Herkimer Diamonds

July 19, 2020

Far from being a real diamond, but could you image breaking into rock and seeing a small cavity containing a perfectly formed, highly lustrous, sharp edged, clear and colourless crystal? You’d think you hit the jackpot and found diamonds I’m sure of it.

The Herkimer Diamond is named after the Herkimer County in New York U.S.A where they were discovered, these doubly terminated crystals are actually quartz. The “Little Falls” Dolostone matrix in which they are found is dated back to Precambrian times over 500 million years ago. In fact, the Mohawk people would use Herkimer Diamonds to make tools and trade with other tribes. However, as the European glass era arrived in the early 1600’s the interest in Herkimer Diamonds started to disappear. Although named after Herkimer County, Herkimer Diamonds are also found in Tibet, Afghanistan, Norway and various other world locations.

Forming at the bottom of a shallow sea in its beginnings, dolostone was subject to centuries of deep burial under sedimentation to a depth of five kilometres and a steady increase of temperatures upwards of 175 degrees. Gradually, the silica contents in the organic material and other chemical constituents started to dissolve through extremely slow cooling and began to crystallise. The general rule of thumb for a crystal is the slower the cooling of the solution, the slower the crystallisation process and the bigger the crystals.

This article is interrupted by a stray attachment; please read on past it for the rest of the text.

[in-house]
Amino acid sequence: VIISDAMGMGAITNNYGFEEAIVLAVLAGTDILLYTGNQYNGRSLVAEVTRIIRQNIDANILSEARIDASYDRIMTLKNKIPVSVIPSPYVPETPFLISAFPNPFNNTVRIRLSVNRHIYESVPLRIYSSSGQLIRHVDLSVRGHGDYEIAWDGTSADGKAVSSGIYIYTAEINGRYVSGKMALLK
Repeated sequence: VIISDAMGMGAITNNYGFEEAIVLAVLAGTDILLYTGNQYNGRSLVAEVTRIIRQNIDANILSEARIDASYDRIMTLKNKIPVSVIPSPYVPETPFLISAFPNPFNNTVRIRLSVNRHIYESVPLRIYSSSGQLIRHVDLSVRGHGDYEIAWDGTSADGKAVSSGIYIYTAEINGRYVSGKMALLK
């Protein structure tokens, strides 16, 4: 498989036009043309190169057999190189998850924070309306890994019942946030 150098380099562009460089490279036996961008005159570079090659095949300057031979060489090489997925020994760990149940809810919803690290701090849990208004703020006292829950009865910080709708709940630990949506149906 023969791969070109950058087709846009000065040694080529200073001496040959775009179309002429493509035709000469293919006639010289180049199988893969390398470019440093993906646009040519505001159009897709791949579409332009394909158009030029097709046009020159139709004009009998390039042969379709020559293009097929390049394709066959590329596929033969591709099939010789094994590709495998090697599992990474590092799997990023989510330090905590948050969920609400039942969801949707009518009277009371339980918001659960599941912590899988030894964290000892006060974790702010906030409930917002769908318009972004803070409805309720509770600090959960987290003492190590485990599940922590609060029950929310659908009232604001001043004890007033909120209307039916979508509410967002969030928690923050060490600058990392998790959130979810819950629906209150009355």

The name “diamond” was adopted as a nod to their amazing clarity and precise formation. Although this is what is expected of diamond crystals, often they aren’t so perfectly formed and certainty the clarity is another great challenge. Upon further inspection there are some clear factors that separate Herkimer Diamonds from the real deal. Herkimer Diamonds display typical quartz crystal characteristics; 6 prisms, two terminations each with 3 major and 3 minor rhombohedra. Their hardness is 7, compared to the highest ranking of 10 of a diamond. Common inclusions found are two or three-phase inclusions, negative crystals (exhibiting quartz forms), healed fractures (sometimes with yellow iron staining) and flakes of black hydrocarbon.

Bunny Bedi, owner and director at Made In Earth, talks about his passion for these remarkable crystals.

“Herkimer Diamonds, although simple double terminated quartz crystals, are just fascinating! We always show our clients a specimen of crystal in matrix to help explain how they are found and just how incredible they look poking out of a cavity of dolostone. Knowing how the crystals form is important in helping explain why most Herkimer Diamonds have an indentation or rough surface over one or several crystal faces. This is the breaking point where the crystals have been dislodged from the matrix and is evidence of where they once lived.”

They may not have had the same formations or hardness as a diamond, nor the hefty price tag, but Herkimer Diamonds are enchanting and distinguished in their own right. I suppose, technically we cannot call them diamonds, but I think there’s something more extraordinary about these crystals than conventional quartz and so the name is fitting.


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